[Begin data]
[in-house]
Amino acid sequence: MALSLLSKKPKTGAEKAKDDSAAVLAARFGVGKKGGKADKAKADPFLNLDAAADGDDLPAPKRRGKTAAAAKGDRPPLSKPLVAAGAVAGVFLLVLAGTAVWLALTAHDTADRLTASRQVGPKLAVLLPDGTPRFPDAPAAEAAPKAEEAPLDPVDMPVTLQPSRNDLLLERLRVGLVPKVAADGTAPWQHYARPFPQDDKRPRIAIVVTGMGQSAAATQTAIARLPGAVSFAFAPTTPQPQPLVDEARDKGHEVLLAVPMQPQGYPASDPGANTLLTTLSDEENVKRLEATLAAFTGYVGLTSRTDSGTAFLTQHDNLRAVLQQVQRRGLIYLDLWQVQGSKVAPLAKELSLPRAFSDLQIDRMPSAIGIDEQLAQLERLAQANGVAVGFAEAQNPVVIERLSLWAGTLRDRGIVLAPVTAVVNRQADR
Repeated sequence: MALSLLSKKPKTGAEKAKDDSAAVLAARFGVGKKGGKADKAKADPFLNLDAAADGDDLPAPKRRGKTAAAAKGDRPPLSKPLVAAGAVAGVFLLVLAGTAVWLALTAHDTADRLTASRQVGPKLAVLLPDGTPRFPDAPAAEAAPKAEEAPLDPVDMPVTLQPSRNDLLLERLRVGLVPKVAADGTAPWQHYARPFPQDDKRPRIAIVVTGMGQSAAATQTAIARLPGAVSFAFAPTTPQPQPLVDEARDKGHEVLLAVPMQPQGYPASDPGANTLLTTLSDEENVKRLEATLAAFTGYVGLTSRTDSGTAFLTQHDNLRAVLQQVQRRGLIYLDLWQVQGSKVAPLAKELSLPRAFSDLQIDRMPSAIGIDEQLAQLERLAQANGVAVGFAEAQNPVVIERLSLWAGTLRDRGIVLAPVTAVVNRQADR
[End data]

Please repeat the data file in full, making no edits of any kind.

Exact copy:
[in-house]
Amino acid sequence: MALSLLSKKPKTGAEKAKDDSAAVLAARFGVGKKGGKADKAKADPFLNLDAAADGDDLPAPKRRGKTAAAAKGDRPPLSKPLVAAGAVAGVFLLVLAGTAVWLALTAHDTADRLTASRQVGPKLAVLLPDGTPRFPDAPAAEAAPKAEEAPLDPVDMPVTLQPSRNDLLLERLRVGLVPKVAADGTAPWQHYARPFPQDDKRPRIAIVVTGMGQSAAATQTAIARLPGAVSFAFAPTTPQPQPLVDEARDKGHEVLLAVPMQPQGYPASDPGANTLLTTLSDEENVKRLEATLAAFTGYVGLTSRTDSGTAFLTQHDNLRAVLQQVQRRGLIYLDLWQVQGSKVAPLAKELSLPRAFSDLQIDRMPSAIGIDEQLAQLERLAQANGVAVGFAEAQNPVVIERLSLWAGTLRDRGIVLAPVTAVVNRQADR
Repeated sequence: MALSLLSKKPKTGAEKAKDDSAAVLAARFGVGKKGGKADKAKADPFLNLDAAADGDDLPAPKRRGKTAAAAKGDRPPLSKPLVAAGAVAGVFLLVLAGTAVWLALTAHDTADRLTASRQVGPKLAVLLPDGTPRFPDAPAAEAAPKAEEAPLDPVDMPVTLQPSRNDLLLERLRVGLVPKVAADGTAPWQHYARPFPQDDKRPRIAIVVTGMGQSAAATQTAIARLPGAVSFAFAPTTPQPQPLVDEARDKGHEVLLAVPMQPQGYPASDPGANTLLTTLSDEENVKRLEATLAAFTGYVGLTSRTDSGTAFLTQHDNLRAVLQQVQRRGLIYLDLWQVQGSKVAPLAKELSLPRAFSDLQIDRMPSAIGIDEQLAQLERLAQANGVAVGFAEAQNPVVIERLSLWAGTLRDRGIVLAPVTAVVNRQADR